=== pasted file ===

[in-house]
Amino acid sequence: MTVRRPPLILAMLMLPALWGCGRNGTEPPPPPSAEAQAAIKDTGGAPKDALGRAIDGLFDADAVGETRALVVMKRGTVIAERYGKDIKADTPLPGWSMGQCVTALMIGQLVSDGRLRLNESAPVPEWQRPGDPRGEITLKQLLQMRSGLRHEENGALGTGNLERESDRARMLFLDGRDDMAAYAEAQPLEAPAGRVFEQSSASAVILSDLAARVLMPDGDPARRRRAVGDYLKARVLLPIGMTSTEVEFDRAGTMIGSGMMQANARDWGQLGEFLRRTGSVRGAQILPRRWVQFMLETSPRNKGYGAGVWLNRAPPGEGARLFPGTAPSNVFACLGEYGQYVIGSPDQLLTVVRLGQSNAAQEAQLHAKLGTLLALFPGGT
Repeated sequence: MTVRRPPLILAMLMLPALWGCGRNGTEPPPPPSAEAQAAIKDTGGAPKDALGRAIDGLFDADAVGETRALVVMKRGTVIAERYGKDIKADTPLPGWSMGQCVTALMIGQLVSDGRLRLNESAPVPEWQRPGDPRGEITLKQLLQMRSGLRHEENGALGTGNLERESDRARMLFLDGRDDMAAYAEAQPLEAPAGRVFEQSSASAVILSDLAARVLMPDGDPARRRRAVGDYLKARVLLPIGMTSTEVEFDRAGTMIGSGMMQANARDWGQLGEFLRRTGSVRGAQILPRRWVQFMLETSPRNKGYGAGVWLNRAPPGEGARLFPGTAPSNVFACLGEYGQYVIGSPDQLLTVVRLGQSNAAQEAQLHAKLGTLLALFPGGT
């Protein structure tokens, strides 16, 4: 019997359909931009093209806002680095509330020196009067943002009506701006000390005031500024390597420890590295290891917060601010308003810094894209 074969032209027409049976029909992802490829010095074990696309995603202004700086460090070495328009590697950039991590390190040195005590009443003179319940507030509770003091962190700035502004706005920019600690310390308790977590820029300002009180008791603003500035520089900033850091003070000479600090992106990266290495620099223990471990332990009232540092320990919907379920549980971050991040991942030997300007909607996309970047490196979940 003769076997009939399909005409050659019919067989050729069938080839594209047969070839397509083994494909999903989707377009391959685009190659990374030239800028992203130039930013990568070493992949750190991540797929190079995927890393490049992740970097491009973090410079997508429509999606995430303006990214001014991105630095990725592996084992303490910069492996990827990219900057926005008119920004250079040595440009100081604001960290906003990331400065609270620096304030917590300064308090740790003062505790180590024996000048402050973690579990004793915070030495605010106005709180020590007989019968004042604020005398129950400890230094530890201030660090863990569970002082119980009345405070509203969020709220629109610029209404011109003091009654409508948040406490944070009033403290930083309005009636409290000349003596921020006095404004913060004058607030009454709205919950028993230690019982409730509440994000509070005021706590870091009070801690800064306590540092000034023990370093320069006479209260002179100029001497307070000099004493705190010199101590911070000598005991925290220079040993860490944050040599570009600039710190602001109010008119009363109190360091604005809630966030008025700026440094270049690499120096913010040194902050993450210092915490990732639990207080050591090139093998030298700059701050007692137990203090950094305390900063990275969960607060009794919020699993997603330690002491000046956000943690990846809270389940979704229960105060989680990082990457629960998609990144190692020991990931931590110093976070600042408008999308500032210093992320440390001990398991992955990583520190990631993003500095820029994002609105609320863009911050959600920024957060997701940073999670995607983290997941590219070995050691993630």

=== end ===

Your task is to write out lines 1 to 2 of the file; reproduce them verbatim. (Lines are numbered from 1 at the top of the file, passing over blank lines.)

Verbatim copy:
[in-house]
Amino acid sequence: MTVRRPPLILAMLMLPALWGCGRNGTEPPPPPSAEAQAAIKDTGGAPKDALGRAIDGLFDADAVGETRALVVMKRGTVIAERYGKDIKADTPLPGWSMGQCVTALMIGQLVSDGRLRLNESAPVPEWQRPGDPRGEITLKQLLQMRSGLRHEENGALGTGNLERESDRARMLFLDGRDDMAAYAEAQPLEAPAGRVFEQSSASAVILSDLAARVLMPDGDPARRRRAVGDYLKARVLLPIGMTSTEVEFDRAGTMIGSGMMQANARDWGQLGEFLRRTGSVRGAQILPRRWVQFMLETSPRNKGYGAGVWLNRAPPGEGARLFPGTAPSNVFACLGEYGQYVIGSPDQLLTVVRLGQSNAAQEAQLHAKLGTLLALFPGGT